1990 PhD Plant Biochemistry, University College London
1986 Graduate Certificate in Science Education, Kings College London
1983 B.Sc. First Class Honours, University College London
Sharon Robinson is a plant ecophysiologist and global change biologist with 27 years experience studying the fascinating world of “hot” and “cold” plants. Her current research ranges from determining how Antarctic plants respond to climate change, to understanding how and why certain plants heat their flowers and developing new ways of measuring plant performance in the field. Recent career highlights include determining that the radiocarbon bomb spike can be used to date Antarctic mosses – providing long-term growth records demonstrating that these are “old growth mosses” and providing enabling technologies to allow the effect of climate on these plants to be investigated for the first time. She also developed a long term monitoring system for Antarctic vegetation that has provided the first evidence that climate change is affecting East Antarctic terrestrial communities. She is a Senior Professor in Global Change Biology at UOW and has visited Antarctica 12 times since 1996.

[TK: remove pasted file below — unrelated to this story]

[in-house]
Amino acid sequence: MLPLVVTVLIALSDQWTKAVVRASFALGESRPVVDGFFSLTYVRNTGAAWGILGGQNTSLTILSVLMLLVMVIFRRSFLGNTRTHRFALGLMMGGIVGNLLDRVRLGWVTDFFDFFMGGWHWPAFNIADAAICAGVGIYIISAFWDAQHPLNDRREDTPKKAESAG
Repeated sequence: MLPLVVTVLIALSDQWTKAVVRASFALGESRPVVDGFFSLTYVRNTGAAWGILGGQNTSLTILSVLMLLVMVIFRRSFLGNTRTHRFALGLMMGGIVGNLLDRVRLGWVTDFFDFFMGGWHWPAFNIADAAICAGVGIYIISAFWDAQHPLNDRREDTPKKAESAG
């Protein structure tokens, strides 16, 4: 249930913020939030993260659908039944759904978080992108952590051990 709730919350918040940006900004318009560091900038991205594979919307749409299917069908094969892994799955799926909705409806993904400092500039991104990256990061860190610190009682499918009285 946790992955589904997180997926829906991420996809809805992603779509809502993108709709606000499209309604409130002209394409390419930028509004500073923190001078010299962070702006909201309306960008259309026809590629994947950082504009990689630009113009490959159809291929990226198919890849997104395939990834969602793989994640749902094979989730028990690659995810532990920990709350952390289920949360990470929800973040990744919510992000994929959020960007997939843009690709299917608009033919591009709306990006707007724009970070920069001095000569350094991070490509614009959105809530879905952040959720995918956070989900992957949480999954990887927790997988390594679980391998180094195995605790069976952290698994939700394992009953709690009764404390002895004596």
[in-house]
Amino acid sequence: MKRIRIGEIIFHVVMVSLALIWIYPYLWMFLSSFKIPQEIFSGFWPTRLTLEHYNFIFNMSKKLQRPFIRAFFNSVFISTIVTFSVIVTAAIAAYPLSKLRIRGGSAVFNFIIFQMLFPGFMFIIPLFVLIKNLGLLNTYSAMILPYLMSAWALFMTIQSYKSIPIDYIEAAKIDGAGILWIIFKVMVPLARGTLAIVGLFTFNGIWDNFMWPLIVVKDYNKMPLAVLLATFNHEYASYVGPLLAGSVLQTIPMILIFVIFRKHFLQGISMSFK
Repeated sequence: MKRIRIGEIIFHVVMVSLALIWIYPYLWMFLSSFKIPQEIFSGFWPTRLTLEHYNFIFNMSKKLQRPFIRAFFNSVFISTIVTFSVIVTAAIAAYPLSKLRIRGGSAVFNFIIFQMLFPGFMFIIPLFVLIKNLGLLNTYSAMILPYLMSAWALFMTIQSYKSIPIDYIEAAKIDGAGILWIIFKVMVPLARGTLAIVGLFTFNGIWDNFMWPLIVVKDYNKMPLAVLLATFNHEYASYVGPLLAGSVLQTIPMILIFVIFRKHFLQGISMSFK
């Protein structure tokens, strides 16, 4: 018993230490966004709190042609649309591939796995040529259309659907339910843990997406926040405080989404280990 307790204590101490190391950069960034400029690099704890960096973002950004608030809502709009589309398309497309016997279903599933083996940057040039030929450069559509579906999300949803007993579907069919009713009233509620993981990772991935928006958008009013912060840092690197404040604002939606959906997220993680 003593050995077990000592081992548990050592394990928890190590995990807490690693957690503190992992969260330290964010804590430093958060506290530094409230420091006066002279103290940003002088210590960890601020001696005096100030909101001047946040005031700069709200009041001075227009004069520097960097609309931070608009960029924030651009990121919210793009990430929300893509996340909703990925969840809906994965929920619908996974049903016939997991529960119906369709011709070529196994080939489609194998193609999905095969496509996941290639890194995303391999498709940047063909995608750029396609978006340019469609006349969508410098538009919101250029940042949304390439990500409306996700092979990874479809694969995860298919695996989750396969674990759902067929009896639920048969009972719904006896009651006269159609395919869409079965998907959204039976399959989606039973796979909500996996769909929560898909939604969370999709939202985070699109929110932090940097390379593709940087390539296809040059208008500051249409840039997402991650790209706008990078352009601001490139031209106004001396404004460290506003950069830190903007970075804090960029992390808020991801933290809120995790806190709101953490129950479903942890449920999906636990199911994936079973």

Editor, Global Change Biology
United Nations Environment Programme -Environmental Effects Assessment Panel
Global Challenge Program Leader, Sustaining Coastal and Marine Zones, University of Wollongong
Homeward Bound Science Faculty 2019